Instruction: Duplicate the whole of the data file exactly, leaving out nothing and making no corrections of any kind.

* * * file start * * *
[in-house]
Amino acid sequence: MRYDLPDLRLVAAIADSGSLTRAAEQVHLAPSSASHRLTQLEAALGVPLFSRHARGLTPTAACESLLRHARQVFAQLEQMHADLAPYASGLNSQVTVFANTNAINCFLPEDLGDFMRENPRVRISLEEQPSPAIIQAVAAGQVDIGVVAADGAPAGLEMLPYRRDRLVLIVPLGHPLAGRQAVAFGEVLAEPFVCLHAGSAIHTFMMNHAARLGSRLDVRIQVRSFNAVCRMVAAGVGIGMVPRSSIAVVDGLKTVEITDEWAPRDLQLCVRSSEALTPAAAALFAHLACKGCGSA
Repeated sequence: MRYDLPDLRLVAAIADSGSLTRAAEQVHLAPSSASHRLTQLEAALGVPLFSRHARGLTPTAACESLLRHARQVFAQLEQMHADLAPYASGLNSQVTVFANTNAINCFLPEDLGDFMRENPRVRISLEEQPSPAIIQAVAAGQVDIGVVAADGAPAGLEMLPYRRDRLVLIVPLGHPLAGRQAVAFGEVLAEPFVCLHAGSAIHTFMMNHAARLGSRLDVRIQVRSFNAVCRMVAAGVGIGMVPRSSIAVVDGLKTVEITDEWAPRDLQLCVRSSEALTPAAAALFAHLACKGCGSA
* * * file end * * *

[in-house]
Amino acid sequence: MRYDLPDLRLVAAIADSGSLTRAAEQVHLAPSSASHRLTQLEAALGVPLFSRHARGLTPTAACESLLRHARQVFAQLEQMHADLAPYASGLNSQVTVFANTNAINCFLPEDLGDFMRENPRVRISLEEQPSPAIIQAVAAGQVDIGVVAADGAPAGLEMLPYRRDRLVLIVPLGHPLAGRQAVAFGEVLAEPFVCLHAGSAIHTFMMNHAARLGSRLDVRIQVRSFNAVCRMVAAGVGIGMVPRSSIAVVDGLKTVEITDEWAPRDLQLCVRSSEALTPAAAALFAHLACKGCGSA
Repeated sequence: MRYDLPDLRLVAAIADSGSLTRAAEQVHLAPSSASHRLTQLEAALGVPLFSRHARGLTPTAACESLLRHARQVFAQLEQMHADLAPYASGLNSQVTVFANTNAINCFLPEDLGDFMRENPRVRISLEEQPSPAIIQAVAAGQVDIGVVAADGAPAGLEMLPYRRDRLVLIVPLGHPLAGRQAVAFGEVLAEPFVCLHAGSAIHTFMMNHAARLGSRLDVRIQVRSFNAVCRMVAAGVGIGMVPRSSIAVVDGLKTVEITDEWAPRDLQLCVRSSEALTPAAAALFAHLACKGCGSA